Emeritus Prof. Ian Dance

 

Ian Gordon Dance

M.Sc. Syd., Ph.D. Manc., CChem, FRACI, FAA
Emeritus Professor
E-mail: i.dance@unsw.edu.au

BIOGRAPHICAL DETAILS

Born 1940. Ph.D. Manchester University. Assistant Professor, University of Wisconsin, Madison, Wis., USA, 1968-1974. At UNSW: Lecturer (1975), Senior Lecturer (1976), Associate Professor (1981), Professor of Inorganic Chemistry (1986), Head of School of Chemistry (1990-1993), Faculty of Science Professor (2000), Emeritus Professor (2002). Royal Society of Chemistry Lecturer for Australia and New Zealand 1993/4; Panel member of the Australian Research Council 1995-1997; Burrows Lecturer, RACI, 1996. Fellow of the Australian Academy 1997. Stranks Lecture (Melbourne) 1997; Albright and Wilson lecturer, University of Warwick, July 1999; 3M lecturer, University of Western Ontario, May 2000; Dwyer Lecturer (UNSW) 2002. David Craig Medal of the Australian Academy of Science (2011).

RESEARCH INTERESTS

My research programs have been in four areas:

  1. Metal-thiolate and metal-chalcogenide cluster chemistry.
  2. Gas phase inorganic chemistry.
  3. Crystal supramolecular chemistry and inorganic supramolecular chemistry.
  4. The mechanism of biological nitrogen fixation.

Since formally retiring from the University of New South Wales in 2002 my principal research project is the investigation of the mechanism of the enzyme nitrogenase, using density functional simulations of the structures of intermediates and of reaction trajectories. In 2001 further significant information was revealed about the structure of the FeMo-cofactor (FeMo-co) which is the active catalytic site for the hydrogenation of N2 to NH3, permitting me further insight into the coordination chemistry involved. FeMo-co is an unprecedented Fe7MoS9N(homocitrate) metal chalcogenide cluster. Also at this time key experimental information about the effects of mutation of residues around FeMo-co started to be published, allowing me to focus on specific sites and volumes for the chemical steps which comprise the mechanism. I have developed methodologies for incorporating the complex electronic structure of FeMo-co in simulations of reaction profiles. Detailed explorations of the coordination chemistry of FeMo-co with H2, H, and N2, using density functional calculations and simulations, have defined the fundamental principles for this unprecedented and enigmatic chemistry, and indicated the most probable mechanistic pathways for the catalysis. In 2008 I published a detailed 21 step chemical mechanism for the enzymatic catalysis of N2 fixation to NH3 (together with predictions of the importance of H-atom tunneling). Current research is focusing on the mechanism of the reaction D2 + 2H+ + 2e- → 2HD, catalysed by FeMo-co only when N2 is present: an understanding of the mechanism of this reaction is crucial to confirmation of the chemical mechanism of nitrogen fixation. I am also exploring mechanisms for the recent experimental finding that vanadium nitrogenase converts CO to hydrocarbons.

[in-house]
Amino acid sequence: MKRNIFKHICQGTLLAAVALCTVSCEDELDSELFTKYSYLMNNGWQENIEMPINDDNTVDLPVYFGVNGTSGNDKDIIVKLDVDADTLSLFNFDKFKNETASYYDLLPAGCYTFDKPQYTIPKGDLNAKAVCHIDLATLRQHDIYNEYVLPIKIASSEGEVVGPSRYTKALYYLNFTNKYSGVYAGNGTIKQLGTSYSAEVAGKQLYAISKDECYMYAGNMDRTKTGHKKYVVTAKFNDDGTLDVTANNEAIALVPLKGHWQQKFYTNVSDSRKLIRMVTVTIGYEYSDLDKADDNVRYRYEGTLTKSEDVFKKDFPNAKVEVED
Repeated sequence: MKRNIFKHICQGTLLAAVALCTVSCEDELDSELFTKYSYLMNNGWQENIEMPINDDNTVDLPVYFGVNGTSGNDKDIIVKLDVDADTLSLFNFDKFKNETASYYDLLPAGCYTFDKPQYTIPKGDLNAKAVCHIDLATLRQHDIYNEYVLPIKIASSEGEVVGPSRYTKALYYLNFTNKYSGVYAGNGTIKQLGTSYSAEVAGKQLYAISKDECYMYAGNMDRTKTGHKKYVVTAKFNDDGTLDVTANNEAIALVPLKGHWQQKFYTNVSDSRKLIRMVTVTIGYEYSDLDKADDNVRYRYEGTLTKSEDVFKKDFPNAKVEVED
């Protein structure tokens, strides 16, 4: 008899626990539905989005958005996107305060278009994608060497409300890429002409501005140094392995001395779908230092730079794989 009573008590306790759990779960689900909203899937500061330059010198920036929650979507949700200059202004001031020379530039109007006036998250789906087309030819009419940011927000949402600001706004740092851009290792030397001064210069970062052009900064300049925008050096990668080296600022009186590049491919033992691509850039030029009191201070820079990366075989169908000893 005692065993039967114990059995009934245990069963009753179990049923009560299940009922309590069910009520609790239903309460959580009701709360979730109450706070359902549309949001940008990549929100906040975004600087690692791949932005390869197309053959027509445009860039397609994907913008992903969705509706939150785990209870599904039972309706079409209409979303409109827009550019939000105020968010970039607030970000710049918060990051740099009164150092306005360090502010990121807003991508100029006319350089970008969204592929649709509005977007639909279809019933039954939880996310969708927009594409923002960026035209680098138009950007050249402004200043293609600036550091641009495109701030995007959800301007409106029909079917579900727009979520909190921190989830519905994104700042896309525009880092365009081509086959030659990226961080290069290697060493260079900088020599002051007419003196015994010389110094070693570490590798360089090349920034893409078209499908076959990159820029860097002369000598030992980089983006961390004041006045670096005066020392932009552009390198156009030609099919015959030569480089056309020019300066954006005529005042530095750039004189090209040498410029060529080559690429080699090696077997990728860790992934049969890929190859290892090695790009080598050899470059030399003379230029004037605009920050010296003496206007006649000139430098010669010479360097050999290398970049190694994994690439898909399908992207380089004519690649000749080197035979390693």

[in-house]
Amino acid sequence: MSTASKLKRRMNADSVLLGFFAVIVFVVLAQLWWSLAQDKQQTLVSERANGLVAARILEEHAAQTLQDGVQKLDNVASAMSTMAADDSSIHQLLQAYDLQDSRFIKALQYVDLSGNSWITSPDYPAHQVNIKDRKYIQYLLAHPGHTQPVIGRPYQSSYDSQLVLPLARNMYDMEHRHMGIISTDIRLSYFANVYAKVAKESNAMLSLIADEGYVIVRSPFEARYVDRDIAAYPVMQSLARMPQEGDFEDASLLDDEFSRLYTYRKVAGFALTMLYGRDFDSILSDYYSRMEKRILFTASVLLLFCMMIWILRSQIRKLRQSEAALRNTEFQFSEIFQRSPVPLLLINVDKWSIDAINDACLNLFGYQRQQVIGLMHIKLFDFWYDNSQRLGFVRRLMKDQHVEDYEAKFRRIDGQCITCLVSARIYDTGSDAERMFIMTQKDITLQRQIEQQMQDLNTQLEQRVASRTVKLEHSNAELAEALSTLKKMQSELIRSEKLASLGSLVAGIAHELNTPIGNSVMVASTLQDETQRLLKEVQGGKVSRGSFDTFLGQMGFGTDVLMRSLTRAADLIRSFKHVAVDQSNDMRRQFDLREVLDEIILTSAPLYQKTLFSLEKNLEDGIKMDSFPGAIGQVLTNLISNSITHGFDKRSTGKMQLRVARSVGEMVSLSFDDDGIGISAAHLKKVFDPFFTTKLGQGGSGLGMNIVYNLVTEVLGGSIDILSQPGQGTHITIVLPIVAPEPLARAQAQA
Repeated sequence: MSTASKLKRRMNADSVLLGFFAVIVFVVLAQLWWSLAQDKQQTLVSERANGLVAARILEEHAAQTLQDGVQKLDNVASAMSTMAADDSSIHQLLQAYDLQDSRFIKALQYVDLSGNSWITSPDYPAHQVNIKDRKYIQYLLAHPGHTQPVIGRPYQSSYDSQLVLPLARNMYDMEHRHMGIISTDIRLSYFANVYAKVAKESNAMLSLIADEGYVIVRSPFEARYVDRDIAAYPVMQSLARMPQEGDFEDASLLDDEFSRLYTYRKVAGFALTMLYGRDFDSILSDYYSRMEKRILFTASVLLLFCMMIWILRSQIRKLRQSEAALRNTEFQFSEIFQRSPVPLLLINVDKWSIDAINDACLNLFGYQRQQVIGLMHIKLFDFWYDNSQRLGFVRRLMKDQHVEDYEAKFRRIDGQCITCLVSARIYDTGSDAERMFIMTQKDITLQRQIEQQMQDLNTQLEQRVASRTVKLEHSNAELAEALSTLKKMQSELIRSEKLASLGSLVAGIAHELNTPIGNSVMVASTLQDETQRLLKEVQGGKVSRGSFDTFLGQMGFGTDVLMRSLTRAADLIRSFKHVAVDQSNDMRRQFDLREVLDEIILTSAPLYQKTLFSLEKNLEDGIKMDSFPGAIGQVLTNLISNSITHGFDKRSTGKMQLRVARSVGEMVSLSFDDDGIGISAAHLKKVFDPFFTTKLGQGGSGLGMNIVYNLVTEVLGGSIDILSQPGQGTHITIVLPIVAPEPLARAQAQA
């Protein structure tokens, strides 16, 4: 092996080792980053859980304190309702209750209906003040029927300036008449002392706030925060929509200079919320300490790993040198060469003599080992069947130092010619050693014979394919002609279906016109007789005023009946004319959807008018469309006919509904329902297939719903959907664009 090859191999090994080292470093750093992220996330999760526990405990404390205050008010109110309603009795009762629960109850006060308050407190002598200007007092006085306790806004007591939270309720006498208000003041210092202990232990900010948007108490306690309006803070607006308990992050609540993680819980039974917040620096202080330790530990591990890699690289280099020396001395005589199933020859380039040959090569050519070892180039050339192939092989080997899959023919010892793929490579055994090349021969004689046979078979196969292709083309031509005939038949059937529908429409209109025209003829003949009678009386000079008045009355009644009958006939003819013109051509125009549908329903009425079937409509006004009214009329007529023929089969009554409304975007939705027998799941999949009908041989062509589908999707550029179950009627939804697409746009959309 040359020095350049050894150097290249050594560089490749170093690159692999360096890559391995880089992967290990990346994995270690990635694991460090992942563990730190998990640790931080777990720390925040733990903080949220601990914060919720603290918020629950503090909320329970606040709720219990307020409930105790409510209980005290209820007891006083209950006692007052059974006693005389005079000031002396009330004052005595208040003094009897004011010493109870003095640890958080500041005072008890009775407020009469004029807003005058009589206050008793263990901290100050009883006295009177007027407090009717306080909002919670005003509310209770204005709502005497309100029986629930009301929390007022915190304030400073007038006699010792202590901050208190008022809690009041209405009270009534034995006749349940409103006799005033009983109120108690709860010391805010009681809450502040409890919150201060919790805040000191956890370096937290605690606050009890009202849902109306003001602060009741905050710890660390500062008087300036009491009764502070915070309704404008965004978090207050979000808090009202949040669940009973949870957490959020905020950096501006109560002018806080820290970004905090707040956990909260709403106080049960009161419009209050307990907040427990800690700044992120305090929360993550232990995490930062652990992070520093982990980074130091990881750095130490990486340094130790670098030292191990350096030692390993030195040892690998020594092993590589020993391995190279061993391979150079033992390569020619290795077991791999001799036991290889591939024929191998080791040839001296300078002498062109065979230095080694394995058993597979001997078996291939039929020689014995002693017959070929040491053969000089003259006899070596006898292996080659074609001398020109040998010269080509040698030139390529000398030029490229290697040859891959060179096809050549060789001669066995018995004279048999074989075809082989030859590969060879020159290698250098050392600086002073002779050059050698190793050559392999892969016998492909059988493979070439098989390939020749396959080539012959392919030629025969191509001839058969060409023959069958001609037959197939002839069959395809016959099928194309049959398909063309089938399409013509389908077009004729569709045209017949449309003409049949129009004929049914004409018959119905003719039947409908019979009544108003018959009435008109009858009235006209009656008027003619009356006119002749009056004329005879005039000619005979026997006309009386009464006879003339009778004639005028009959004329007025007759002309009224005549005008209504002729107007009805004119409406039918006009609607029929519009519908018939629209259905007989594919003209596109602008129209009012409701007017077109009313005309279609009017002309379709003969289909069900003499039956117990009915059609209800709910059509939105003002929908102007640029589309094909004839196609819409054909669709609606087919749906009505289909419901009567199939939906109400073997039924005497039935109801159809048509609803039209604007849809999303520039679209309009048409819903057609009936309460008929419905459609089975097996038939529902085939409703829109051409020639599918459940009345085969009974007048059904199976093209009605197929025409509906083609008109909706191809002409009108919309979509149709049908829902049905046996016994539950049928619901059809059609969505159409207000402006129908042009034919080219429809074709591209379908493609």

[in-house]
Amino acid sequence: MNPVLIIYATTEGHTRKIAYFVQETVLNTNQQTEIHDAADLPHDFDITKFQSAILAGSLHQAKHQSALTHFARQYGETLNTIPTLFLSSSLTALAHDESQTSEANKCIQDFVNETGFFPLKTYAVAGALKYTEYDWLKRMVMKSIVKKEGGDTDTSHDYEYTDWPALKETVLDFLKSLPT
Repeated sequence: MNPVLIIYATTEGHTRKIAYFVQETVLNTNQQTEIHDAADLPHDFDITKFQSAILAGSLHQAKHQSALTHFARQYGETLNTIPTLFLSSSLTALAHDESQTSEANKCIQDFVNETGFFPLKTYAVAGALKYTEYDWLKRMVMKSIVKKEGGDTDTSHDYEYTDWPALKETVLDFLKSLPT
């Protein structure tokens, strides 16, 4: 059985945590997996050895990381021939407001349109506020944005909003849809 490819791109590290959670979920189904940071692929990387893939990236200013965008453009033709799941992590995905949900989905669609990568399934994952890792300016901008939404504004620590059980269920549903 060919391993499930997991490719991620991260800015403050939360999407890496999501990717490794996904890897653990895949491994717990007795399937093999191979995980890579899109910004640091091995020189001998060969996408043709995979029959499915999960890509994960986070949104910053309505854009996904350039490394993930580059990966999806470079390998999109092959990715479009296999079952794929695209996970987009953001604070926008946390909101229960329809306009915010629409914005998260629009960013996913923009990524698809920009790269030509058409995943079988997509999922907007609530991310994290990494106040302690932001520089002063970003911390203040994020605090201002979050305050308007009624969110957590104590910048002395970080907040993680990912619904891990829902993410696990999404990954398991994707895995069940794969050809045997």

PUBLICATIONS on the mechanism of biological nitrogen fixation

286.  Survey of the geometric and electronic structures of the key hydrogenated forms of FeMo-co, the active site of the enzyme nitrogenase: principles of the mechanistically significant coordination chemistry. Ian Dance, Inorganics 7, 8 (2019), doi:10.3390/inorganics7010008

285.  How feasible is the reversible S-dissociation mechanism for the activation of FeMo-co, the catalytic site of nitrogenase? Ian Dance, Dalton Trans 48, 1251-1262  (2019), doi: 10.1039/c8dt04531c

284.  What is the role of the isolated small water pool near FeMo‐co, the active site of nitrogenase? Ian Dance, The FEBS Journal, 285, 2972-2986 (2018), doi:10.1111/febs.14519

283.  Evaluations of the Accuracies of DMol3 Density Functionals for Calculations of Experimental Binding Enthalpies of N2, CO, H2, C2H2 at Catalytic Metal Sites, Ian Dance, Molecular Simulations, 44, 568-581 (2018), doi.org/10.1080/08927022.2017.1413711

282   New insights into the reaction capabilities of His195 adjacent to the active site of nitrogenase. Ian Dance, Journal of Inorganic Biochemistry, 169, 32-43 (2017), DOI: 10.1016/j.jinorgbio.2017.01.005.

281.  Mechanisms of the S/CO/Se interchange reactions at FeMo-co, the active site cluster of nitrogenase. Ian Dance, Dalton Transactions, 45, 14285-14300 (2016), DOI: 10.1039/C6DT03159E.

280.  The pathway for serial proton supply to the active site of nitrogenase: enhanced density functional modeling of the Grotthuss mechanism.  Ian Dance, Dalton Transactions, 44, 18167-18186 (2015), DOI: 10.1039/C5DT03223G

279.  Misconception of reductive elimination of H2, in the context of the mechanism of nitrogenase.  Ian Dance, Dalton Transactions, 44, 9027-9037 (2015)  DOI: 10.1039/C5DT00771B